The survey of 1,000 people working in the industry was conducted ahead of the London Games Conference 2011, set to kick off on Nov. 10. The poll found that 26 percent of respondents said Jobs is the No. 1 most influential person in the industry, while 46 percent of respondents included Jobs in their top five.
The late Apple co-founder beat Gabe Newell, co-founder and managing director of Valve, who took second place with 16 percent of first-place votes. In third place was Nintendo's Shigeru Miyamoto, who earned 7 percent of first-place votes.
Coming in fourth place was Tim Berners-Lee, inventor of the World Wide Web, who took the top spot with 4 percent of respondents. And in fifth was Facebook founder Mark Zuckerberg with 3 percent.
Apple's influence in the industry extends beyond Jobs, however. When asked to name the most influential product in the industry, 17 percent of respondents said that Apple's iPhone took the top spot, while 53 percent of respondents included the iPhone in their top five devices.
Taking second place among the 1,000 polled was the Nintendo Wii console, with 7 percent saying it was the most influential. Microsoft's Xbox Live service took third with 3 percent, the original Sony Playstation was fourth with 3 percent, and Steam, Valve's online digital distribution storefront, took fifth with 2 percent.
"In just over three years the iPhone and the App Store have transformed what consumers expect of games, and how the industry makes and sells them -- today, download games have come to the fore," said Michael French, editor in chief of gaming magazine MCV.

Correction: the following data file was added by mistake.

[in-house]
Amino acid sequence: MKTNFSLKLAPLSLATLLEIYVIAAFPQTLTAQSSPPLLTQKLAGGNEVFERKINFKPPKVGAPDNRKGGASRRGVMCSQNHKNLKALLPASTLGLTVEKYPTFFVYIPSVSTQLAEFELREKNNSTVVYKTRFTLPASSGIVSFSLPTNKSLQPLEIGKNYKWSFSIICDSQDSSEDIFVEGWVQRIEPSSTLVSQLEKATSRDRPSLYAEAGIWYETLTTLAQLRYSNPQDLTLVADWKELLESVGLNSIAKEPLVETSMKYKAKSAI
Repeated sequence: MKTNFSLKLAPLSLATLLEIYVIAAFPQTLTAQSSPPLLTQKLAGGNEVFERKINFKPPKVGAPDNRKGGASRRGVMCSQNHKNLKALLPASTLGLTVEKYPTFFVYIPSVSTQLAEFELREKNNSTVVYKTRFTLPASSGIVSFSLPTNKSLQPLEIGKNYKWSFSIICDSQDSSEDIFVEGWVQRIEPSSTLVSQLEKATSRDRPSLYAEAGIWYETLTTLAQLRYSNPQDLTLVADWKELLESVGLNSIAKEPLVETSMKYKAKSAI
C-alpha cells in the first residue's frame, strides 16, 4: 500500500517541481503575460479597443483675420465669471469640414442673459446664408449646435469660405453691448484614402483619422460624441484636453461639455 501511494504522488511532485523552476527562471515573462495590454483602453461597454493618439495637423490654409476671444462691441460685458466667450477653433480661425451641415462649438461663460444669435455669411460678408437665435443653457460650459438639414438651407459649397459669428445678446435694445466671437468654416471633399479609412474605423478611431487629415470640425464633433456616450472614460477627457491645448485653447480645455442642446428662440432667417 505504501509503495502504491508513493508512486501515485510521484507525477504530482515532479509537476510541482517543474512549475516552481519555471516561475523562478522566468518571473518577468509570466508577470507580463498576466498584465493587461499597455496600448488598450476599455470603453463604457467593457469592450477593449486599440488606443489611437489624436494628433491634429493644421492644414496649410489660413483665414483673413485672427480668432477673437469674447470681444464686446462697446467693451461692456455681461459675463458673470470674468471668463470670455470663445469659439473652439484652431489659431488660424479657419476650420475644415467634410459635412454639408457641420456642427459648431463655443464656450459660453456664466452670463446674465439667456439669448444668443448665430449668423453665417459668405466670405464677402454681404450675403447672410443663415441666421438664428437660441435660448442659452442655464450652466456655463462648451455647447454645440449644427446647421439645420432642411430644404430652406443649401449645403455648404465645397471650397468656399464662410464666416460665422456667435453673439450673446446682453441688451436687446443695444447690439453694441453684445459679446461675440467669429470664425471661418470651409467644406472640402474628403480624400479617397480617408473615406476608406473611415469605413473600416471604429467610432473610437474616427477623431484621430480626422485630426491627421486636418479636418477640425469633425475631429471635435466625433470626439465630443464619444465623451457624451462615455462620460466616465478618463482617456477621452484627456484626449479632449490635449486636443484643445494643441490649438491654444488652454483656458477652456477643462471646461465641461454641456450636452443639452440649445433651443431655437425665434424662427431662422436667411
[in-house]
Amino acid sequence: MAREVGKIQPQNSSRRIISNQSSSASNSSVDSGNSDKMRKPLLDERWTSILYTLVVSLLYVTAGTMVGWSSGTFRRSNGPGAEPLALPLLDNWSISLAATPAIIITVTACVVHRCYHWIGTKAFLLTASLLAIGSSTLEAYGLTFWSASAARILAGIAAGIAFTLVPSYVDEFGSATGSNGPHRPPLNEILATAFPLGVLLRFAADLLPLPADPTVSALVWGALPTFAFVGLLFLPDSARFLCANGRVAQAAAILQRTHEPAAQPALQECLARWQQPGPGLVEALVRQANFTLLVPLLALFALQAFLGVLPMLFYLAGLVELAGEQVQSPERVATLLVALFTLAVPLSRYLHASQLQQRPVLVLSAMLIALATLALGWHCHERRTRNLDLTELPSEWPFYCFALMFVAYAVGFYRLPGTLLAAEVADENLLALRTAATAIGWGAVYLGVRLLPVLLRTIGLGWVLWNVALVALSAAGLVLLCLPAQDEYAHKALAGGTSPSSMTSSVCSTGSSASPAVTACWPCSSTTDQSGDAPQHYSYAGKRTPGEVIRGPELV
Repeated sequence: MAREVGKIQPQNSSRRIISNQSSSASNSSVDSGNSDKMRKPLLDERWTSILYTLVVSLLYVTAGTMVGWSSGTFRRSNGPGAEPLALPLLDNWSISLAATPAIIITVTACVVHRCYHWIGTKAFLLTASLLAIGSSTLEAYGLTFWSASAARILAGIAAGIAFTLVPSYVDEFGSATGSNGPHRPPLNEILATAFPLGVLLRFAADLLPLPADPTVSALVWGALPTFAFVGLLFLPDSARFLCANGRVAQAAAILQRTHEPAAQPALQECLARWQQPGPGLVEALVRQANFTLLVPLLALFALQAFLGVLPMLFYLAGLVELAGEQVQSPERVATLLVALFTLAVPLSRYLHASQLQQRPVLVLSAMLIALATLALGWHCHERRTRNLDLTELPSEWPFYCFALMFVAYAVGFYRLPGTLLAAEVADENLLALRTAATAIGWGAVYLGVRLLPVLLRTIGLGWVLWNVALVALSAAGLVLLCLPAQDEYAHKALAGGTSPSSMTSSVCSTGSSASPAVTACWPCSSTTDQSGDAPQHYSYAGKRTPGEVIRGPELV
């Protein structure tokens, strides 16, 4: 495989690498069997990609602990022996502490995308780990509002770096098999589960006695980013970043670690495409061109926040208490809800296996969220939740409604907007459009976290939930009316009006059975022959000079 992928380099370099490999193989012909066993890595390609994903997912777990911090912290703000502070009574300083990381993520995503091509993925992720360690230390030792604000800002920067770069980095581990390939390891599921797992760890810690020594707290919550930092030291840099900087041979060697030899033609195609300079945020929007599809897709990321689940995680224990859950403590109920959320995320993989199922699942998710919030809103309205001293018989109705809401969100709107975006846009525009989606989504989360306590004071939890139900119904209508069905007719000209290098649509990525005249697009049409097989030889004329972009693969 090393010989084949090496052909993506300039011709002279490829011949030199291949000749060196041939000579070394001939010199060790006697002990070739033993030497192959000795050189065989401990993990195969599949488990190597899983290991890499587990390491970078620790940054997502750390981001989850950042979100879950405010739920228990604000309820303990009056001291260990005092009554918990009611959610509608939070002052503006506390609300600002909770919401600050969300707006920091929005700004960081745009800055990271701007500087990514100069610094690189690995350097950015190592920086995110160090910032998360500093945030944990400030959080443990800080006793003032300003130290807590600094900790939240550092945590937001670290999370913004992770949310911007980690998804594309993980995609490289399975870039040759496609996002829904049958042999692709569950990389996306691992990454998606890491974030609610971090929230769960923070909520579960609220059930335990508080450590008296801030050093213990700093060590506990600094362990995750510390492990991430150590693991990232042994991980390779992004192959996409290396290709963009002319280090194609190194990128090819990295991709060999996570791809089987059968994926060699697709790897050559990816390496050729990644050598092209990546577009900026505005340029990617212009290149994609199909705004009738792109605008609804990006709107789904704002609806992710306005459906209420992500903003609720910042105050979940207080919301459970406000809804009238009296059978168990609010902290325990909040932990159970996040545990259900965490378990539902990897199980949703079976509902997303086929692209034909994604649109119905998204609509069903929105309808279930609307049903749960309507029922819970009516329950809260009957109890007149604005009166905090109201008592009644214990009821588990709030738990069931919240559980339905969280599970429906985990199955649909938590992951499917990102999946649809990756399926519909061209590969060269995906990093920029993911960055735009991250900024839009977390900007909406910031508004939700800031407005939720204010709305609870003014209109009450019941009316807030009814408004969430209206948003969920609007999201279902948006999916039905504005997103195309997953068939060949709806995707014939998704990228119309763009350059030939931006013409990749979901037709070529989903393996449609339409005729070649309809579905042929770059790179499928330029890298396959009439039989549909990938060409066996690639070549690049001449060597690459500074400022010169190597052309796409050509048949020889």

"Steve Jobs, the iPhones driving force, was the ultimate independent developer -- uncompromising in his vision, with unquestionable influence, and hugely artistic and commercial results. Apple thrived by linking ultra-desirable mobile devices to compelling online services."
Games have become a very important part of the iOS platform, and such titles routinely dominate the top sales charts on the App Store for iPhone, iPad and iPod touch. Other portable game makers, such as Nintendo, have seen their profits sharply decline as Apple's success in the market has grown.
Last year Apple began to make a stronger push for gamers with the launch of Game Center, its own social network for iOS, allowing gamers to compare high scores and challenge each other to online match-ups. The service is similar to Sony's PlayStation Network or Microsoft's Xbox Live.
Apple has even begun to encroach on the console gaming market dominated by Nintendo, Sony and Microsoft. The new AirPlay Mirroring feature in iOS 5 allows iOS devices to wirelessly stream to an Apple TV, and titles like Real Racing 2 HD have utilized it to create a living room multiplayer experience.